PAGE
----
Hate crimes are on the rise in Washington state. The Washington Association of Sheriffs and Police Chiefsreported almost 300 incidents in 2013 — the most recent year available.
“Everything from beatings of women and men … arson attacks, graffiti, death threats …” Arsalan Bukhari, Executive Director of the Washington state Council on American-Islamic Relations (or CAIR) lists recent hate crimes against Muslims in the Northwest states.
He’s doing so in a low-ceilinged, fluorescent-lit conference room that doubles as a kitchen. But I can’t tell you much more about the Seattle CAIR office because its location is secret — a necessity when your organization receives as many as 10 threats a year.
Earlier this month, residents of Bothell woke to a swastika and the words “GET OUT” scrawled in red on the chalk white walls of a local Hindu temple. A nearby school was vandalized with “MUSLIMS GET OUT” alongside another red spray-painted swastika.
In December a cabbie was beaten by his passenger in the Magnolia neighborhood. The man called the driver a “terrorist” and told him “you should go back to your own country” before he punched him repeatedly in the face.
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Hate crimes against Muslims nationally remain five times higher than before the Sept. 11 attacks. In Washington, hate crimes in general have increased in the past three years. The Washington Association of Sheriffs and Police Chiefsreported almost 300 incidents in 2013 — the most recent year available.
These statistics have some Muslims in our state (estimated to number near 100,000) eager to communicate the devastating impact of hate crimes — crimes defined by the FBI as motivated by “bias against a race, religion, disability, ethnic origin or sexual orientation” — on their communities.
Zahra Abidi is program director for the Zainab Organization, an Islamic center and mosque in Lynnwood that received an emailed bomb threat in September 2012.
“When I first saw the email I was angry,” Abidi says. “But the fear hit me there on the street.”
The threat mentioned bombs going off and Mohammad cartoons. The perpetrator was identified and made to enter a “therapeutic alternative to prosecution,” but Abidi says the police response felt casual, especially when compared to police action in similar scenarios.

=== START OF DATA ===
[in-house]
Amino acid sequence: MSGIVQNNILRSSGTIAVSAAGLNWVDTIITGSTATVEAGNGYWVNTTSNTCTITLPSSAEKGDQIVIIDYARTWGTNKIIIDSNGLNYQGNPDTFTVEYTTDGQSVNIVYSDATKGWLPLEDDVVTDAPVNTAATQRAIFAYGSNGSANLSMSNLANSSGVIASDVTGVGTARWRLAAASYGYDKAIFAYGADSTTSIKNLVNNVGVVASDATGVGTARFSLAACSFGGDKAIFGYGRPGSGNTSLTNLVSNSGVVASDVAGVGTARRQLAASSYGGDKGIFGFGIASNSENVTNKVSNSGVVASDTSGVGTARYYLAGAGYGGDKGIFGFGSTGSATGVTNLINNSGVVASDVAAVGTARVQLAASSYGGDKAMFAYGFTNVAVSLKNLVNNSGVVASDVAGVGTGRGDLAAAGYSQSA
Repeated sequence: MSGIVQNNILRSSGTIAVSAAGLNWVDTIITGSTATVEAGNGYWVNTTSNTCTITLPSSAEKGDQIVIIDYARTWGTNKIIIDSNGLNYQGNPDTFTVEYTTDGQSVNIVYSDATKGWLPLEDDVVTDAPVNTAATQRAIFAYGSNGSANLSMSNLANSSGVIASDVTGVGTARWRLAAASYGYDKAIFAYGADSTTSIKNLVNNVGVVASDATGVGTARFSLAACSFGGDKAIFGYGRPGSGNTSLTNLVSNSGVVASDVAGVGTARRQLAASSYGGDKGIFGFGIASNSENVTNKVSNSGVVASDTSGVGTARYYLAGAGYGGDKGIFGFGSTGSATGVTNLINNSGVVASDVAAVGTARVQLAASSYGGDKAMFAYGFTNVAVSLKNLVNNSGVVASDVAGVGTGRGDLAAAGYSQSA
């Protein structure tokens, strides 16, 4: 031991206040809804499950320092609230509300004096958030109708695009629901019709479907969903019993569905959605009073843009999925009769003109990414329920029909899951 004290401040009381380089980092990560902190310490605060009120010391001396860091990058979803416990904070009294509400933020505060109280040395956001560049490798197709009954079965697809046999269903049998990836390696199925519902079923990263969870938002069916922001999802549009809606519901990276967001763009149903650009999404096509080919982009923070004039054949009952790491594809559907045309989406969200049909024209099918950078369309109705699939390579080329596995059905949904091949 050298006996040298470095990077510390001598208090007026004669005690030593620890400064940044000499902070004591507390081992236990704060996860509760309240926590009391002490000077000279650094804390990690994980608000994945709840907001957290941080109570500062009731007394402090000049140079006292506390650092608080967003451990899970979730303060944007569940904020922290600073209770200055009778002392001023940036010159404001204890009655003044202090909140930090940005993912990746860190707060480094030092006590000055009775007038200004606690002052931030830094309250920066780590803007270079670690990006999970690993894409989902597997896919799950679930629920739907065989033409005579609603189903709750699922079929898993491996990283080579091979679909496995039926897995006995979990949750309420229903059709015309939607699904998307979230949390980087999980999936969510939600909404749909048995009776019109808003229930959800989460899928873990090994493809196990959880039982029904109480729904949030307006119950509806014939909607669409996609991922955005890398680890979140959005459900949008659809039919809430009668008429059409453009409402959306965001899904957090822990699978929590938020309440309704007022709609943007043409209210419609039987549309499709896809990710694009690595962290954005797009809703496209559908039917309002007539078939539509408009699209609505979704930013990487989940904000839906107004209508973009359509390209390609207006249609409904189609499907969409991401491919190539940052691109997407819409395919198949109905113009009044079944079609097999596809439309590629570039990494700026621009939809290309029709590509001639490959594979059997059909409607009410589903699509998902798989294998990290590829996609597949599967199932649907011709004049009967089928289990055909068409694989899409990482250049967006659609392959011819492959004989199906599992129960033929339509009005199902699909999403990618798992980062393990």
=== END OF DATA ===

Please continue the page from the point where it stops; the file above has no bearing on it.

“They didn’t even come and check our mosque,” says Abidi, “And I said, ‘yeah, if this was a synagogue or a church would you do this? Or if this was a Muslim threatening [to bomb something]?’ ”
Abidi says the threat may have seemed insignificant to some, but the experience has deeply affected her and Zainab. Many members stayed away from the center long after the threat had cleared, and Abidi says she still feels like a target when she’s walking to her car after work.
And it’s not just Muslims who feel like targets. CAIR works with many communities that are attacked for being “perceived as Muslim” including South Asians and Hindus (as Bukhari believes was possibly the case in the recent temple graffiti), Hispanics and African Americans.
Members of one particularly hard-hit group, Sikhs, are often targeted when they’re mistaken for Muslims because of the turbans worn by some followers. Bukhari notes the growing South Asian community in our region and says he sometimes receives phone calls from people referencing a “Muslim community” who, it turns out, are referring to Sikhs.
“Hate crimes and discrimination comes from a lack of understanding and information about who these populations are, as well as a desire to target and other-ize people,” says Washington state Sen. Pramila Jayapal, who was founder of Hate Free Zone (now OneAmerica), an organization formed after 9/11 to address backlash against immigrant communities.
Jayapal says the xenophobia, prejudice and racism that lead to hate crimes “doesn’t get solved quickly,” but she believes education is key. Abidi and Bukhari agree, and CAIR is working on a program that will offer training and class visits that educate teachers and students about Islam.
In the meantime, Bukhari hopes to communicate to media-makers, law enforcement, politicians and citizens the consequences of even nonviolent, hate crimes.
“It’s not just a building where a few hundred dollars’ worth of damage might have been caused. … It’s lives, livelihoods, self-esteem and a sense of security that is affected by these things,” says Bukhari, who urges law enforcement to treat the recent Bothell graffiti as a hate crime. “It’s not a crime just against one person, one building, it’s a crime against a … community.”
And it’s a crime against all of us, whoever we are.